Quando il PHP inizia a esaminare un file, cerca i tag di apertura e di chiusura, che sono <?php e ?>, i quali indicano dove iniziare e terminare l'interpretazione del codice. Questa tecnica permette al PHP di essere incorporato in tutte le tipologie di documenti, poiché ogni cosa esterna ai tag di apertura e di chiusura viene ignorata dal parser PHP.

PHP permette anche dei tag abbreviati <? e ?> (che sono sconsigliati in quanto sono disponibili solo se abilitati con la direttiva short_open_tag nel file di configurazione php.ini, oppure se PHP è stato configuration con l'opzione --enable-short-tags .

Se un file contiene solo codice PHP, è cosniglato di omettere il tag di chiusura PHP alla fine del file. Questo evita che vengano aggiunti spazi o ritorni a capo dopo il tag di chiusura, che può creare effetti indesiderati poiché PHP comincerà a processare l'output quando in realtà non c'è intenzione da parte dello sviluppatore di inviare dell'output in quella parte dello script.

echo "Hello world";

// ... altro codice

echo "Last statement";

// lo script finisce qui senza tag di chiusura

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User Contributed Notes 6 notes

crazytonyi at gmail dot com
2 years ago
Regarding earlier note by @purkrt :

> I would like to stress out that the opening tag is "<?php[whitespace]", not just "<?php"

This is absolutely correct, but the wording may confuse some developers less familiar with the extent of the term "[whitespace]".

Whitespace, in this context, would be any character that generated vertical or horizontal space, including tabs ( \t ), newlines ( \n ), and carriage returns ( \r ), as well as a space character ( \s ). So reusing purkrt's example:

<?php/*blah*/ echo "a"?>

would not work, as mentioned, but :

<?php /*php followed by space*/ echo "a"?>

will work, as well as :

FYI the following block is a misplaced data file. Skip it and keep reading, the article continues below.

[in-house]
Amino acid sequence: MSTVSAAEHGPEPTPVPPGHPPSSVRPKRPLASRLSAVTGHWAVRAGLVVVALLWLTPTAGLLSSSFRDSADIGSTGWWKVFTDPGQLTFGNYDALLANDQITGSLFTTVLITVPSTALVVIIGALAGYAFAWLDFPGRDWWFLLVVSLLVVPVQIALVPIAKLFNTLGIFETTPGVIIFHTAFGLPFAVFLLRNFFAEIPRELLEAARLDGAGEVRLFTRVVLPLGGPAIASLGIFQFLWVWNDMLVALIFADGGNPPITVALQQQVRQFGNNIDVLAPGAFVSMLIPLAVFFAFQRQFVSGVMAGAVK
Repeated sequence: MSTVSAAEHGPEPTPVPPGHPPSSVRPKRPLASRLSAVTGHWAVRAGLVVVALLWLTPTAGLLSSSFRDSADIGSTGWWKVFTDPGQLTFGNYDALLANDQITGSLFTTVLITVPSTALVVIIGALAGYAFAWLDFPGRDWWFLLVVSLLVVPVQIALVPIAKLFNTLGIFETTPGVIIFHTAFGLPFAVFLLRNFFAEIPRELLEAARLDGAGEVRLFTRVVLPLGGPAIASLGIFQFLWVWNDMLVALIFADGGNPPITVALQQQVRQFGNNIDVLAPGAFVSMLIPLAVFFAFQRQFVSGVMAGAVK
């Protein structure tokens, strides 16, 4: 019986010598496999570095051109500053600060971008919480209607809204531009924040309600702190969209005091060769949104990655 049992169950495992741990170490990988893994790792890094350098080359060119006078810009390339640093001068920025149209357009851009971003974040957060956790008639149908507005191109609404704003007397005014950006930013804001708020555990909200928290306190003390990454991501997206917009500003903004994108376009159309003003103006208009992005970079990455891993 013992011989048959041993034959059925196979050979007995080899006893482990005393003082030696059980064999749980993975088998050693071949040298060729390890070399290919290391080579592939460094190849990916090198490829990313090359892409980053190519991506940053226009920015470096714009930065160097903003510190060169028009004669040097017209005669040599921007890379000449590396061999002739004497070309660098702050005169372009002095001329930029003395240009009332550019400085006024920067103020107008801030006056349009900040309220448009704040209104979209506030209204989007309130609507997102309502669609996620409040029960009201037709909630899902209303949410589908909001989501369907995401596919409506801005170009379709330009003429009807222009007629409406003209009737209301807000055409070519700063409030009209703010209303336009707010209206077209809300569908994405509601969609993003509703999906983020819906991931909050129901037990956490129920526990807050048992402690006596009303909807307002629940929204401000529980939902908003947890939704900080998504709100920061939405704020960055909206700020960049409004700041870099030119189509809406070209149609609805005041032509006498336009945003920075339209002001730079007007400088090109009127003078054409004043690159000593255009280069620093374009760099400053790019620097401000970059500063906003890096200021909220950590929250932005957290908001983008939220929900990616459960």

/*php followed by end-of-line*/ echo "a"?>

and :

<?php    /*php followed by tab*/ echo "a"?>

I just wanted to clarify this to prevent anyone from misreading purkrt's note to mean that a the opening tag --even when being on its own line--required a space ( \s ) character. The following would work but is not at all necessary or how the earlier comment should be interpreted :

/*php followed by a space and end-of-line*/ echo "a"?>

The end-of-line character is whitespace, so it is all that you would need.
Mark Clements (kennel17.co.uk)
3 months ago
Closing PHP tags are recognised within single-line comments:

// Code will end here ?> This is output as literal text.

# Same with this method of commenting ?> This is output as literal text.

However they do not have an effect in C-style comments:

/* Code will not end here ?> as closing tags are ignored inside C-style comments. */
dave at juuce dot com
6 months ago
// ///////
// comments

Found that single line comments cause issues and received "notice: use of undefined constant php - assumed 'php'" for line 1 of file.

// //////
// comments

Add a space character after <?php on the first line corrects the problem.
raoni at gmail dot com
2 months ago
If short_open_tag = Off

<?php/*php not followed by space*/ echo "a"?>
This will not be parsed by php

If short_open_tag = On

<?php/*php not followed by space*/ echo "a"?>
This will be parsed by php, but it throw "Parse error: Syntax error ..." because because 'php' will be assumed as a constant

<?/*? not followed by space*/ echo "a"?>
This will be parsed by php,  and work fine.

(Tested in php 7.1)
purkrt at gmail dot com
3 years ago
I would like to stress out that the opening tag is "<?php[whitespace]", not just "<?php". While this might seem blatantly obvious, I thought for some time that

<?php/*blah*/ echo "a"?>

would work, and it does not; the comment does not work as whitespace. I've run into this while converting some older code with short open tag.
alexander dot podgorny at somewhere dot com
3 years ago
One reason to use long tags over short is to avoid confusion with <?xml ?> notation.
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